Qalandiya and Hizma
The father of the man in the yellow shirt has suffered a stroke and is hospitalized at Hadassah, Mount Scopus, Jerusalem.
The son reported to the DCO to get an extension for his permit to continue nursing his father.
The permit has is valid until the next day. He also has an official form from the hospital, stating that the son’s presence at his father’s bedside is vital and necessary.
“No problem”, he was told. “But there’s a stamp missing here, and a date here, and the doctors should write in the form until when your father is expected to be hospitalized. And anyway your father’s permit is valid only until tomorrow, so come tomorrow and bring whatever’s missing and it should be stamped and signed and everything written in, and then we’ll give you the permit just as you were issued two weeks ago.”
When I wondered whether the man lying in hospital paralyzed and helpless will be officially considered an illegal alien beginning tomorrow, an officer said to me: “I don’t speak to you”. “But I am speaking to you”, I said. “You’re air as far as I’m concerned”, he replied.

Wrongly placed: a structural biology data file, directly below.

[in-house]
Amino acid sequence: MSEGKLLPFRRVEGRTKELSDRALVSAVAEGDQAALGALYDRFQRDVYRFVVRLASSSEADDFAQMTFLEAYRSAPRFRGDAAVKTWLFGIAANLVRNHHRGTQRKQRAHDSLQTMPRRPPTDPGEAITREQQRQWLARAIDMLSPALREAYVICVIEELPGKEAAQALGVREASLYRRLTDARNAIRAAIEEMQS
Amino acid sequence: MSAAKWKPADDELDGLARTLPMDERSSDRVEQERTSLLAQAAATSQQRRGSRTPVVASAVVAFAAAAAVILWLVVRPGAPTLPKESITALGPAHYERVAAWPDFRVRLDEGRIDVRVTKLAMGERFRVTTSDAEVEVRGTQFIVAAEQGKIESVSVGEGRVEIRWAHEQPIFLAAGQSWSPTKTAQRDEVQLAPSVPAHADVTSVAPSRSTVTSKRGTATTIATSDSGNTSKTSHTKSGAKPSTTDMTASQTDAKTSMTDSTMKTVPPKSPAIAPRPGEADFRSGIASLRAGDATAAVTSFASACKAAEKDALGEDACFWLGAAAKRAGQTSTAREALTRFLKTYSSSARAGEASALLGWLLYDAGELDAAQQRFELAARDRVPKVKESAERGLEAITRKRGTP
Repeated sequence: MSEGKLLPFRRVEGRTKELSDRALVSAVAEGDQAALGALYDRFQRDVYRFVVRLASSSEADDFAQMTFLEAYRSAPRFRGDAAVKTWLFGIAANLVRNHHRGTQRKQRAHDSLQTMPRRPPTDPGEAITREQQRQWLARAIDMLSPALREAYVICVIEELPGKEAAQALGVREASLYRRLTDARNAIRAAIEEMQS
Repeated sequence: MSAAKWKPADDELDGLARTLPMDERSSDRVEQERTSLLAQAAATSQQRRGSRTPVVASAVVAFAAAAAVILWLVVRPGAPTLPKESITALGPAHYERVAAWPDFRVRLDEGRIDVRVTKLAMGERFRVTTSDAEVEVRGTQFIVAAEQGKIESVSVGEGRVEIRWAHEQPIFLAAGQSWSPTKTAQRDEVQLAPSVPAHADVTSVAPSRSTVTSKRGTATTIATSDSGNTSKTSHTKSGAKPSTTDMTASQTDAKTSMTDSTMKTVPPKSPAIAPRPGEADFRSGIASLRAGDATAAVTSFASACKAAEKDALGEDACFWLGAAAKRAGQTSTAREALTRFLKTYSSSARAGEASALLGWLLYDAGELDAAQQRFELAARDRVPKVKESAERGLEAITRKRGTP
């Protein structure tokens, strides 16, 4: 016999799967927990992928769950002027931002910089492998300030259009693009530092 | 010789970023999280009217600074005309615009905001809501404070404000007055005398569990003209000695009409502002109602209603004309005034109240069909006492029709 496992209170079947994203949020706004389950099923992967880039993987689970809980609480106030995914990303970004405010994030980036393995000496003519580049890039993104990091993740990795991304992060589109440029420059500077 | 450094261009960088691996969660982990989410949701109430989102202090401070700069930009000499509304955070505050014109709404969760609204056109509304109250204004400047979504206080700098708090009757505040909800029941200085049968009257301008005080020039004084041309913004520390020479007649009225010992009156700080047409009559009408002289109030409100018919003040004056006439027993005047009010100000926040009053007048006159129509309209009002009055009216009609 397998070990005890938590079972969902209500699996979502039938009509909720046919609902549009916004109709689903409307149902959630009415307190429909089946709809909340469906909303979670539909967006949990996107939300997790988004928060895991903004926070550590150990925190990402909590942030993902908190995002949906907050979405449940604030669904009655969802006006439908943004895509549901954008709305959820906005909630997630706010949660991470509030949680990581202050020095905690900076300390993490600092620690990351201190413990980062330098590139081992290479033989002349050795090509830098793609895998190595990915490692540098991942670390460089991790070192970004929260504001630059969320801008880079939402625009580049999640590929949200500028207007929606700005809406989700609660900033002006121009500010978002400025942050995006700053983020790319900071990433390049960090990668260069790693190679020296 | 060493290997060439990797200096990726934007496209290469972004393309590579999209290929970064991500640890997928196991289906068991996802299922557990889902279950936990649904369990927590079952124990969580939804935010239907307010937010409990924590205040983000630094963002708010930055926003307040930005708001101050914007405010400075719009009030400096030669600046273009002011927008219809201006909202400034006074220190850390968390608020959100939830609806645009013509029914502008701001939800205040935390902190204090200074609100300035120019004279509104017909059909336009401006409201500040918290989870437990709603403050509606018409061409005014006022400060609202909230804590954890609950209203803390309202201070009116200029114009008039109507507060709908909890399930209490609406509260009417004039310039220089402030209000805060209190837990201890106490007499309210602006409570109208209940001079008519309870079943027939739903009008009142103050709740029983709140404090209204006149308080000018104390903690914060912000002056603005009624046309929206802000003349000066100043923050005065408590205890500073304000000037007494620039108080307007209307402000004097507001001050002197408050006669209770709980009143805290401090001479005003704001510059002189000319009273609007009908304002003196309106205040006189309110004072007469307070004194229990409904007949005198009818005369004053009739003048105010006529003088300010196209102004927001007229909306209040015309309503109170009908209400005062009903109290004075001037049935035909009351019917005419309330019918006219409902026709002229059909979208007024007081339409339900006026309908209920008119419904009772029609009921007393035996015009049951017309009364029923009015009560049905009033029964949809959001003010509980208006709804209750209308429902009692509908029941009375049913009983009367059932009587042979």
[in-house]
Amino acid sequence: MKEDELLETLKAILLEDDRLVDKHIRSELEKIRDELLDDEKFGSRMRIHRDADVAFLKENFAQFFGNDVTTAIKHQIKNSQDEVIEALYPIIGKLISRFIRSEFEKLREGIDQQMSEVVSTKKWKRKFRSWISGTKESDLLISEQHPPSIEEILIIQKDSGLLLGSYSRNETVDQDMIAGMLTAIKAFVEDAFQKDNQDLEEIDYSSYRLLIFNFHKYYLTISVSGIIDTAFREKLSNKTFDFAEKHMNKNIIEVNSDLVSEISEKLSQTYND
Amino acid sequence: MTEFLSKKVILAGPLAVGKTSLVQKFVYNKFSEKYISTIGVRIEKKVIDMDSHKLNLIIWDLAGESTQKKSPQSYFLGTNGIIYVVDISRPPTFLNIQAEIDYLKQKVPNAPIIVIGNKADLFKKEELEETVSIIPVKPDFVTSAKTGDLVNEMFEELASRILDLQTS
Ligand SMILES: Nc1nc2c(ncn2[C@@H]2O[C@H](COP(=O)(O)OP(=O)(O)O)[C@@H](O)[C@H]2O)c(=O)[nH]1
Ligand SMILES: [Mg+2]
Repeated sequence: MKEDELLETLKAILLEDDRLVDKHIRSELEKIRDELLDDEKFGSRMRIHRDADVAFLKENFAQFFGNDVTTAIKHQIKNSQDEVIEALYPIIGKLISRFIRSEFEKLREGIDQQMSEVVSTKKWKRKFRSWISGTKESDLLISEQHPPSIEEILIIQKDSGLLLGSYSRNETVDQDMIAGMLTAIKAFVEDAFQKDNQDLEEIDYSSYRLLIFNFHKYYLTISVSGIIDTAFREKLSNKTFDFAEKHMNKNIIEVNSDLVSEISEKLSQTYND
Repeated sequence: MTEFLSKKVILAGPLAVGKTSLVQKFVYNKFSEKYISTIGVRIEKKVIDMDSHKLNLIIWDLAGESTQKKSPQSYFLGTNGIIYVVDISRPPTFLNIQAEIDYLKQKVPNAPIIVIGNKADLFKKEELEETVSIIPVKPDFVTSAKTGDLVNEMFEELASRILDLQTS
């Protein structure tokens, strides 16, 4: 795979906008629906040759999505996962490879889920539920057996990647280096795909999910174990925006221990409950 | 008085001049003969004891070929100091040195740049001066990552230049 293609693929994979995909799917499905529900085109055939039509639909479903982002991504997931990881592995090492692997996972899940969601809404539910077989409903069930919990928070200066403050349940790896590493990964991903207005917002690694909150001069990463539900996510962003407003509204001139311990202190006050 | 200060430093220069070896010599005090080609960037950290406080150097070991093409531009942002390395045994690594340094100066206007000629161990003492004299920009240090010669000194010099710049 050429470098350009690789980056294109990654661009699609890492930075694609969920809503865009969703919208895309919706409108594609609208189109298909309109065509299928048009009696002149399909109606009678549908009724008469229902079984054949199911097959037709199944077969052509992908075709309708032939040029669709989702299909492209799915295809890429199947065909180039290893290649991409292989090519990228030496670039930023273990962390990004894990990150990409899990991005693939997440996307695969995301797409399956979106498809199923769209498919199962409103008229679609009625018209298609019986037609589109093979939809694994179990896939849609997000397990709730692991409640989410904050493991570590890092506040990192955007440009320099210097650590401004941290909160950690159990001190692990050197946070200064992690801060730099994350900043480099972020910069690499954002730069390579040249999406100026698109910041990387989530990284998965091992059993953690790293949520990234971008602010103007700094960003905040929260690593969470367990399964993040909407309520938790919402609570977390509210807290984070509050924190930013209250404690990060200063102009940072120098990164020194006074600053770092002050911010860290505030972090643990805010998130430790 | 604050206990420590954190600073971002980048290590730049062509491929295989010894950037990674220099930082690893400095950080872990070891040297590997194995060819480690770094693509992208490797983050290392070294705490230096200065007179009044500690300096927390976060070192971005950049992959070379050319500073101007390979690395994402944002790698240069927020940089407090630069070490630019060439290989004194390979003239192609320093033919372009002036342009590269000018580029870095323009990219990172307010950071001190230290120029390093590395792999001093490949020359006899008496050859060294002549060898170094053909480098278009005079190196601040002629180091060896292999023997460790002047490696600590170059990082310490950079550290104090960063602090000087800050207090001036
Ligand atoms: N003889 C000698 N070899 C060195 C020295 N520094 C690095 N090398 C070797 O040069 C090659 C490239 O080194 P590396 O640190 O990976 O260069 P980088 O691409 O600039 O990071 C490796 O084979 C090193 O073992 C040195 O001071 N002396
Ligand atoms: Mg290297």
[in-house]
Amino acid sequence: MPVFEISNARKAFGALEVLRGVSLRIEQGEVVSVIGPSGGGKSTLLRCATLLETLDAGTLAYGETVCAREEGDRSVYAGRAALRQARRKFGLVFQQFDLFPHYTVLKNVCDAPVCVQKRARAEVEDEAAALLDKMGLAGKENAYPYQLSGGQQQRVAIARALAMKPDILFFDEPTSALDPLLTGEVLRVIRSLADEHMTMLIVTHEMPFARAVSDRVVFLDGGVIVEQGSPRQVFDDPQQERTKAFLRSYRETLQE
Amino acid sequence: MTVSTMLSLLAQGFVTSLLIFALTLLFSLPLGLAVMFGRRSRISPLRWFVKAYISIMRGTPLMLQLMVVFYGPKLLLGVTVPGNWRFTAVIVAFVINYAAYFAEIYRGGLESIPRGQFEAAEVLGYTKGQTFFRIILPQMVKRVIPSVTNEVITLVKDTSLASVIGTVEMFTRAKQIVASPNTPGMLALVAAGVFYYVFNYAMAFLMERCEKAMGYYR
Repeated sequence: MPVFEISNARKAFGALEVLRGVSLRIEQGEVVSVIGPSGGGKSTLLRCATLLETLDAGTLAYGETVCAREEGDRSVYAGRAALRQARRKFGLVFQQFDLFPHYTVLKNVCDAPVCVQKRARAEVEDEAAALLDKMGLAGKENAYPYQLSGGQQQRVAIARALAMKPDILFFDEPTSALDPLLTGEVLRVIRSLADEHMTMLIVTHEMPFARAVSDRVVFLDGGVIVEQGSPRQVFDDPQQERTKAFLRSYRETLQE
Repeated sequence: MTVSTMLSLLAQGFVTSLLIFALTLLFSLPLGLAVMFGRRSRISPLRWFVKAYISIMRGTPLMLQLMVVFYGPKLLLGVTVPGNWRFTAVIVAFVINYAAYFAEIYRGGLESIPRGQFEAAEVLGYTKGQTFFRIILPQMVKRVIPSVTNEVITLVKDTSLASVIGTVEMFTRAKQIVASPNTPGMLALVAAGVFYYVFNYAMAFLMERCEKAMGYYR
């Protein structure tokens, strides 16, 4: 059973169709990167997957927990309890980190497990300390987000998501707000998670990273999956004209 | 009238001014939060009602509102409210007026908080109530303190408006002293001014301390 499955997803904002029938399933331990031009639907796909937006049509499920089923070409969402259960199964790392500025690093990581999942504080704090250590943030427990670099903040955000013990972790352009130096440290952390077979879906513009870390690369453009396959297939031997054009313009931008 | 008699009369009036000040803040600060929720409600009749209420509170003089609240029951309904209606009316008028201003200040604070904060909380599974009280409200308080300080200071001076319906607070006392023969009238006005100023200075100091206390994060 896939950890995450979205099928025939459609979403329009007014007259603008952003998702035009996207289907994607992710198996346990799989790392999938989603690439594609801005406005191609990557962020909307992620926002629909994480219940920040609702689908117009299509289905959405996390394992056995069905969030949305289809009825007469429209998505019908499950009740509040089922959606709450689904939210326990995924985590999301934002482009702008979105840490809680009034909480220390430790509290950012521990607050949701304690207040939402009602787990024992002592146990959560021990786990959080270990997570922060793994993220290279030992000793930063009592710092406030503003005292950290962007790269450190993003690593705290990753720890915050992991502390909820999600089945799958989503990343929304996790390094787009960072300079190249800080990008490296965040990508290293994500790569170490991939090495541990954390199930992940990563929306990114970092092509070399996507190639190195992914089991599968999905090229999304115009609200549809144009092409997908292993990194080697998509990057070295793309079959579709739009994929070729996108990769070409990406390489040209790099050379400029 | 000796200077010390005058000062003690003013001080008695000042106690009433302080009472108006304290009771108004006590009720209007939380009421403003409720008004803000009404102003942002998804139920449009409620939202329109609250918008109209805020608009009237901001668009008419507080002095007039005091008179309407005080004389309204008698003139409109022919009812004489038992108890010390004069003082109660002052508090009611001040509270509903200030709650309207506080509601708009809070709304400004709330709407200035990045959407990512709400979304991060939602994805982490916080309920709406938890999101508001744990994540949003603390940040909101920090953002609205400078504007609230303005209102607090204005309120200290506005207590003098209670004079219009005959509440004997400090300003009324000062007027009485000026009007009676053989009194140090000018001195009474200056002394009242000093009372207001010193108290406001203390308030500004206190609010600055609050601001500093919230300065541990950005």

In Hizma Village
Until Sunday, the only place I ever saw so many armed men in one village was in the movies.
Four Border Police vehicles sped through the alleys.
Children playing outdoors clung anxiously to house walls.
At the only entrance to the village, only half opened (the others have been blocked for a month and a half now) combined forces of army, police and Border Police were stationed.
Six youngsters were detained by the roadside, their IDS taken and they were released only after half an hour.
Every vehicle entering the village was required to stop, the contents of its trunk removed onto the road, bags were opened and inspected, and passengers interrogated.
Is there a knife in the car?
Did anyone throw stones?
Has anyone been in jail?
Does anyone have any business with the police?